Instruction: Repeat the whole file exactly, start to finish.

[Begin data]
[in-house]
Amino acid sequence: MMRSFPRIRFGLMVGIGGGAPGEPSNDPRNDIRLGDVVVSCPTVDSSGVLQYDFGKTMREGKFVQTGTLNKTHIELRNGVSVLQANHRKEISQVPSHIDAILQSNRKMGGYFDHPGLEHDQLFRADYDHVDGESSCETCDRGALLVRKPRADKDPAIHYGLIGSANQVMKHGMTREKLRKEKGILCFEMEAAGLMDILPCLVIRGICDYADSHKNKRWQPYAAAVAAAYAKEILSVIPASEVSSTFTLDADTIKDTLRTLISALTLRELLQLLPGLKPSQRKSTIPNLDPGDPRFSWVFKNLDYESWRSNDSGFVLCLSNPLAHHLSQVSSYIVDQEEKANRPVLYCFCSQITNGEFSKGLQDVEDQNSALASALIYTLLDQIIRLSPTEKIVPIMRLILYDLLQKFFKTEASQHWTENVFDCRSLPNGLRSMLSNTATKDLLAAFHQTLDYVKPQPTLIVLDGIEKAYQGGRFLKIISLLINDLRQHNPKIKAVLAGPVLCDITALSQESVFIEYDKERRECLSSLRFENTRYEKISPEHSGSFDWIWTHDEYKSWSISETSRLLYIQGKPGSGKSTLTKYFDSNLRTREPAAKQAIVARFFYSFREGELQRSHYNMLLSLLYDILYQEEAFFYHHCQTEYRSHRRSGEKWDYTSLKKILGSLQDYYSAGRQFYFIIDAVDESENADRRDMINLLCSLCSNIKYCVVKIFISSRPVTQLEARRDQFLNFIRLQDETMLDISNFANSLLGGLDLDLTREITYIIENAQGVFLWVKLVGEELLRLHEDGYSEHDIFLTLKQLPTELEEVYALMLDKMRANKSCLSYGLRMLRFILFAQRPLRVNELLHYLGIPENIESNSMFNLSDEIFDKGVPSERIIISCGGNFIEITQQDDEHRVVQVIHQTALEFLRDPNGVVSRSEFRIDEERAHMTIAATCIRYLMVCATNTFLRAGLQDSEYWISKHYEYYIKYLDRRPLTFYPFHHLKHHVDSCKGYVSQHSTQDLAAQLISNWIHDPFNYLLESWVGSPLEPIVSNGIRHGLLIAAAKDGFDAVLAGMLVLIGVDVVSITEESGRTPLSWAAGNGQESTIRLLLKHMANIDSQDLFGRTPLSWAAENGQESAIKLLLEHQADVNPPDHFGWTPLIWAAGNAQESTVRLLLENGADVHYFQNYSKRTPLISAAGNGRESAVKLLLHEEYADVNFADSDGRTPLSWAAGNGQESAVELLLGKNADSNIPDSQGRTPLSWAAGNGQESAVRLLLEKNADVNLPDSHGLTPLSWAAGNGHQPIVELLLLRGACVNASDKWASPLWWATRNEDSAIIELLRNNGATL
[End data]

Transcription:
[in-house]
Amino acid sequence: MMRSFPRIRFGLMVGIGGGAPGEPSNDPRNDIRLGDVVVSCPTVDSSGVLQYDFGKTMREGKFVQTGTLNKTHIELRNGVSVLQANHRKEISQVPSHIDAILQSNRKMGGYFDHPGLEHDQLFRADYDHVDGESSCETCDRGALLVRKPRADKDPAIHYGLIGSANQVMKHGMTREKLRKEKGILCFEMEAAGLMDILPCLVIRGICDYADSHKNKRWQPYAAAVAAAYAKEILSVIPASEVSSTFTLDADTIKDTLRTLISALTLRELLQLLPGLKPSQRKSTIPNLDPGDPRFSWVFKNLDYESWRSNDSGFVLCLSNPLAHHLSQVSSYIVDQEEKANRPVLYCFCSQITNGEFSKGLQDVEDQNSALASALIYTLLDQIIRLSPTEKIVPIMRLILYDLLQKFFKTEASQHWTENVFDCRSLPNGLRSMLSNTATKDLLAAFHQTLDYVKPQPTLIVLDGIEKAYQGGRFLKIISLLINDLRQHNPKIKAVLAGPVLCDITALSQESVFIEYDKERRECLSSLRFENTRYEKISPEHSGSFDWIWTHDEYKSWSISETSRLLYIQGKPGSGKSTLTKYFDSNLRTREPAAKQAIVARFFYSFREGELQRSHYNMLLSLLYDILYQEEAFFYHHCQTEYRSHRRSGEKWDYTSLKKILGSLQDYYSAGRQFYFIIDAVDESENADRRDMINLLCSLCSNIKYCVVKIFISSRPVTQLEARRDQFLNFIRLQDETMLDISNFANSLLGGLDLDLTREITYIIENAQGVFLWVKLVGEELLRLHEDGYSEHDIFLTLKQLPTELEEVYALMLDKMRANKSCLSYGLRMLRFILFAQRPLRVNELLHYLGIPENIESNSMFNLSDEIFDKGVPSERIIISCGGNFIEITQQDDEHRVVQVIHQTALEFLRDPNGVVSRSEFRIDEERAHMTIAATCIRYLMVCATNTFLRAGLQDSEYWISKHYEYYIKYLDRRPLTFYPFHHLKHHVDSCKGYVSQHSTQDLAAQLISNWIHDPFNYLLESWVGSPLEPIVSNGIRHGLLIAAAKDGFDAVLAGMLVLIGVDVVSITEESGRTPLSWAAGNGQESTIRLLLKHMANIDSQDLFGRTPLSWAAENGQESAIKLLLEHQADVNPPDHFGWTPLIWAAGNAQESTVRLLLENGADVHYFQNYSKRTPLISAAGNGRESAVKLLLHEEYADVNFADSDGRTPLSWAAGNGQESAVELLLGKNADSNIPDSQGRTPLSWAAGNGQESAVRLLLEKNADVNLPDSHGLTPLSWAAGNGHQPIVELLLLRGACVNASDKWASPLWWATRNEDSAIIELLRNNGATL